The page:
And certainly, Donald Trump and others in the 2016 presidential campaign have taught us that vulnerabilities, if owned and embraced tightly enough, can even be transformed into advantages.
But let Killer Mike continue: “Before I’m ever a rapper, I’m a son of this city. I’m a father of kids who go to public school here. I’m a business owner [of a barber shop] in this community. You cut me, I bleed Atlanta,” he said.
That, friends, is a campaign speech. For what office, only time will tell.
Killer Mike was near the end of his tether as we spoke. He had spent the day with Bernie Sanders, showing him around his city. The big man and the tiny man lunched at the Busy Bee, and over fried chicken, yams and rice talked about “wives and grandchildren, and the [expletive deleted] media.” Also about the latter-day Martin Luther King Jr. and linguist-philosopher Noam Chomsky.
“It was just a conversation between two angry radical guys. One 74 and white, and one 40 and black, and finding common ground,” Killer Mike said.
As I said, I do not know rap – except that it is a format ruled by words and rhythm. Master that discipline in one field, and it can be exported to many others. Preaching and politics among them. You can hear it in Killer Mike’s defense of the white-haired Bernie Sanders.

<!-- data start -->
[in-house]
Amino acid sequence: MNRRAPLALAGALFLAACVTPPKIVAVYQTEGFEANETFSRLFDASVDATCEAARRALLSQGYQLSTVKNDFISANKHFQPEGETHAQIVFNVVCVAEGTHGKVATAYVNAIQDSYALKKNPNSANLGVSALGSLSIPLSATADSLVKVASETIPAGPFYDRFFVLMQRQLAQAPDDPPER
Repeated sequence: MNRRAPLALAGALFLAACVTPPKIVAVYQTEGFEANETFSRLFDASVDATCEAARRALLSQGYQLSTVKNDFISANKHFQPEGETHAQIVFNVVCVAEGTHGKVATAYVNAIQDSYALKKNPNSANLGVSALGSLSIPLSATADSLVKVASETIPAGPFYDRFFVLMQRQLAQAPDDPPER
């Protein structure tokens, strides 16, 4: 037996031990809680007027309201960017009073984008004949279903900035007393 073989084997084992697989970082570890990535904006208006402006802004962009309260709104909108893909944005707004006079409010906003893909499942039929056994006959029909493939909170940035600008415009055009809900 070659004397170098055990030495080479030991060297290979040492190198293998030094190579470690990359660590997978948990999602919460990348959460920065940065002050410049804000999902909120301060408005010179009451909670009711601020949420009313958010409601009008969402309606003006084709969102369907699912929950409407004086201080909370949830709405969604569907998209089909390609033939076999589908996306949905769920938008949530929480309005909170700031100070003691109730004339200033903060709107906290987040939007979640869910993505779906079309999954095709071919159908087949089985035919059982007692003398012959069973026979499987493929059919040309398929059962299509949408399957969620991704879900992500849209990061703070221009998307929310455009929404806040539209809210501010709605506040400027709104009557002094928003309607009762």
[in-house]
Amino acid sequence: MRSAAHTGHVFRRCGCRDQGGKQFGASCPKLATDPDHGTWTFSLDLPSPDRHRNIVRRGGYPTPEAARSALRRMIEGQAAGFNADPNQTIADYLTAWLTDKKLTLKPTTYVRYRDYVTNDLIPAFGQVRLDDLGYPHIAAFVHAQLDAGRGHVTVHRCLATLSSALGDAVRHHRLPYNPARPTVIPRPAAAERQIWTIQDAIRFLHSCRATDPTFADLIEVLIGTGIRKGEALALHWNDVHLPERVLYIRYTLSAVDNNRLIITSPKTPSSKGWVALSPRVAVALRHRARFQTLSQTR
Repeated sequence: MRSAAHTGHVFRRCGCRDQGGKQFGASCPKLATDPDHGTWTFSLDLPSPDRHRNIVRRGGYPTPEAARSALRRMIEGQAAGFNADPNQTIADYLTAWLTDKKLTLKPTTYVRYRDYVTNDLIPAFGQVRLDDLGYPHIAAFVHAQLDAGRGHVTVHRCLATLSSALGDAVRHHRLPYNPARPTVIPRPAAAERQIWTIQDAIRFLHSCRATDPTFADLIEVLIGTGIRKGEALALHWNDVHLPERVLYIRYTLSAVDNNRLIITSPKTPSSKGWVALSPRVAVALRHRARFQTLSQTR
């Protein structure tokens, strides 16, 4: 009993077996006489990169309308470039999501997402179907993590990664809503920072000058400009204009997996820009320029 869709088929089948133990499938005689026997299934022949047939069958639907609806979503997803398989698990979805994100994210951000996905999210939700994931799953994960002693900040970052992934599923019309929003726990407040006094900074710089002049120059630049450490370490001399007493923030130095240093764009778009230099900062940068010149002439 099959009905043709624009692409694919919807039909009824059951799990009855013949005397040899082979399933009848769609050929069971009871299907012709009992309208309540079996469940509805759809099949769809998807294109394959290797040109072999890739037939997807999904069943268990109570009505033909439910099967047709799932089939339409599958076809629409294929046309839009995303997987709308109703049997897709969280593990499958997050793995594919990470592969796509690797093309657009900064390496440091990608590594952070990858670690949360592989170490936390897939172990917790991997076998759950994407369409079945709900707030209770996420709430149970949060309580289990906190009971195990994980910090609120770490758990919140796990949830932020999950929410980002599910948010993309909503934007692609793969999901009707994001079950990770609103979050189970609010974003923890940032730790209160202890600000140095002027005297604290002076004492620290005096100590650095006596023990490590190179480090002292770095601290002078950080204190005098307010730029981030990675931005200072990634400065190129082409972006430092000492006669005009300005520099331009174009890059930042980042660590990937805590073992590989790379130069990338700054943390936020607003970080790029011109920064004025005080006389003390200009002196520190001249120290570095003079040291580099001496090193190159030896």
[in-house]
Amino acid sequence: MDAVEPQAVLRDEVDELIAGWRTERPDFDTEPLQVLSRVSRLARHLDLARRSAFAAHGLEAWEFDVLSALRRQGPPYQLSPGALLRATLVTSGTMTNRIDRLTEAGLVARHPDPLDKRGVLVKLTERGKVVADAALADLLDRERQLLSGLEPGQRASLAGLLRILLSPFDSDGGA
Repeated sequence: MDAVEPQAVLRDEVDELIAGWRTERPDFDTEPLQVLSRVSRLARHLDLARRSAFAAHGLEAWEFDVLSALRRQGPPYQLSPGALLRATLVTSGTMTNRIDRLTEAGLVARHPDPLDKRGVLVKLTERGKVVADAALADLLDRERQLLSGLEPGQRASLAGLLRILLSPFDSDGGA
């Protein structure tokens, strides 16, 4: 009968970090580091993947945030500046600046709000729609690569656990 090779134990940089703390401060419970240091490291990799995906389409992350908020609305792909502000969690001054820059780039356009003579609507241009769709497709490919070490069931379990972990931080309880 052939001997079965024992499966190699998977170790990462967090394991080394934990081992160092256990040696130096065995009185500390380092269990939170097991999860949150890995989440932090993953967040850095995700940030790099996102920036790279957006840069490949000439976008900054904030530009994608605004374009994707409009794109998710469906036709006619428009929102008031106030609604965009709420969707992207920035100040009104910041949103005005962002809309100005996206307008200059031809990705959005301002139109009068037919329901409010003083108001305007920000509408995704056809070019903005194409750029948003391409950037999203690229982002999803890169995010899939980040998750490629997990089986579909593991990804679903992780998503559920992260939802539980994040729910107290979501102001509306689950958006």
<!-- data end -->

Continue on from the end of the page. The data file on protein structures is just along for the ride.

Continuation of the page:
“He’s a human being who has seen this country at a time when greed and arrogance did not permeate our televisions,” the hip-hopper said. “He’s a person that has seen the social programs of Franklin Delano Roosevelt actually pull us out of poverty and out of apathy.”
And when I noted that most African-Americans of any prominence in Atlanta are backing Hillary Clinton:
“It’s always been like that. We have a Democrat. This Democrat has a lot of money. We know that we can do some negotiations to get a smidgen of what we want. That’s the Democrat we support. What I’m saying is, that’s not enough,” Killer Mike said. “We have something far better for our community than what the Clintons are offering.
“If your change doesn’t feel revolutionary, then you’re not following Jesus. Bernie Sanders is the only candidate where, if you line up his political campaign next to the words of Jesus H. Christ – it lines up. It lines up,” he said.
There is another reason to think that Killer Mike might survive a dip into politics. Despite his passion, he doesn’t take himself too seriously.
This is a rapper who, after releasing his last album — a successful one, quickly issued a parody of it, built on cat meows. Yes, really. You have to like that.
During our backstage scrum, another reporter asked him about Bernie Sanders’ sole foray into the music business.
“Bernie Sanders has a folk record? No, I have not heard it. Is it good enough to sample? Or is it really, really bad?” Killer Mike asked.
The answer, truthfully, is that it’s very, very bad. But would the two of them sing together sometime?
“I would definitely sing with him if it’s not on camera and not publicized,” the rapper said. “I can’t sing worth squat. I’m only good at rhyming words.”
That kind of honesty isn’t always helpful in politics. But with time, you and I can help him beat that nasty habit.